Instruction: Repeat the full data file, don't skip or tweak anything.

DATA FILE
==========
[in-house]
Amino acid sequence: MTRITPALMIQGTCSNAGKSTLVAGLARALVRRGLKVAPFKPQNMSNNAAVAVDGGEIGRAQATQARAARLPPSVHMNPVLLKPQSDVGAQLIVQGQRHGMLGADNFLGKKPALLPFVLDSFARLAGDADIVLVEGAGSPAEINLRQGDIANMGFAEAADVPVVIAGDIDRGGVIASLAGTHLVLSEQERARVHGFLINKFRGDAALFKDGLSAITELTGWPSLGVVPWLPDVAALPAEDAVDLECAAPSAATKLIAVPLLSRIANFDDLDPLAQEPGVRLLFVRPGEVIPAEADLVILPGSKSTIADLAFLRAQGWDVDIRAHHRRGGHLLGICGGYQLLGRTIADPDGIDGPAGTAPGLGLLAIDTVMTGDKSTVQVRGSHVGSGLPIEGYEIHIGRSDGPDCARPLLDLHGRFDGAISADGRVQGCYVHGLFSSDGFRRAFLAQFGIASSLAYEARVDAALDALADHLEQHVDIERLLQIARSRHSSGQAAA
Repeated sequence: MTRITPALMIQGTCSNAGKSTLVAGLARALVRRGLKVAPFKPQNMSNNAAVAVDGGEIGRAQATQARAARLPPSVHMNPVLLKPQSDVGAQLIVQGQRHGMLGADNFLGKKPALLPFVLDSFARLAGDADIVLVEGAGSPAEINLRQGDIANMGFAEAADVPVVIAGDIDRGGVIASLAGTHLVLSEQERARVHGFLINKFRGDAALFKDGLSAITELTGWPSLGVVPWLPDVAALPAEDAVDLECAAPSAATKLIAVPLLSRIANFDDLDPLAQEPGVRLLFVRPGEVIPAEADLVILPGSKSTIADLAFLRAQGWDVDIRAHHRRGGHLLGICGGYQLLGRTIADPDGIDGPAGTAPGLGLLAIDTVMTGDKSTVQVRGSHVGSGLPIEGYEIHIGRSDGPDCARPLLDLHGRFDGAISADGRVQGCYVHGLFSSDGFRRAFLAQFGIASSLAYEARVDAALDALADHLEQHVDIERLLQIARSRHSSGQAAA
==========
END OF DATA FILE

[in-house]
Amino acid sequence: MTRITPALMIQGTCSNAGKSTLVAGLARALVRRGLKVAPFKPQNMSNNAAVAVDGGEIGRAQATQARAARLPPSVHMNPVLLKPQSDVGAQLIVQGQRHGMLGADNFLGKKPALLPFVLDSFARLAGDADIVLVEGAGSPAEINLRQGDIANMGFAEAADVPVVIAGDIDRGGVIASLAGTHLVLSEQERARVHGFLINKFRGDAALFKDGLSAITELTGWPSLGVVPWLPDVAALPAEDAVDLECAAPSAATKLIAVPLLSRIANFDDLDPLAQEPGVRLLFVRPGEVIPAEADLVILPGSKSTIADLAFLRAQGWDVDIRAHHRRGGHLLGICGGYQLLGRTIADPDGIDGPAGTAPGLGLLAIDTVMTGDKSTVQVRGSHVGSGLPIEGYEIHIGRSDGPDCARPLLDLHGRFDGAISADGRVQGCYVHGLFSSDGFRRAFLAQFGIASSLAYEARVDAALDALADHLEQHVDIERLLQIARSRHSSGQAAA
Repeated sequence: MTRITPALMIQGTCSNAGKSTLVAGLARALVRRGLKVAPFKPQNMSNNAAVAVDGGEIGRAQATQARAARLPPSVHMNPVLLKPQSDVGAQLIVQGQRHGMLGADNFLGKKPALLPFVLDSFARLAGDADIVLVEGAGSPAEINLRQGDIANMGFAEAADVPVVIAGDIDRGGVIASLAGTHLVLSEQERARVHGFLINKFRGDAALFKDGLSAITELTGWPSLGVVPWLPDVAALPAEDAVDLECAAPSAATKLIAVPLLSRIANFDDLDPLAQEPGVRLLFVRPGEVIPAEADLVILPGSKSTIADLAFLRAQGWDVDIRAHHRRGGHLLGICGGYQLLGRTIADPDGIDGPAGTAPGLGLLAIDTVMTGDKSTVQVRGSHVGSGLPIEGYEIHIGRSDGPDCARPLLDLHGRFDGAISADGRVQGCYVHGLFSSDGFRRAFLAQFGIASSLAYEARVDAALDALADHLEQHVDIERLLQIARSRHSSGQAAA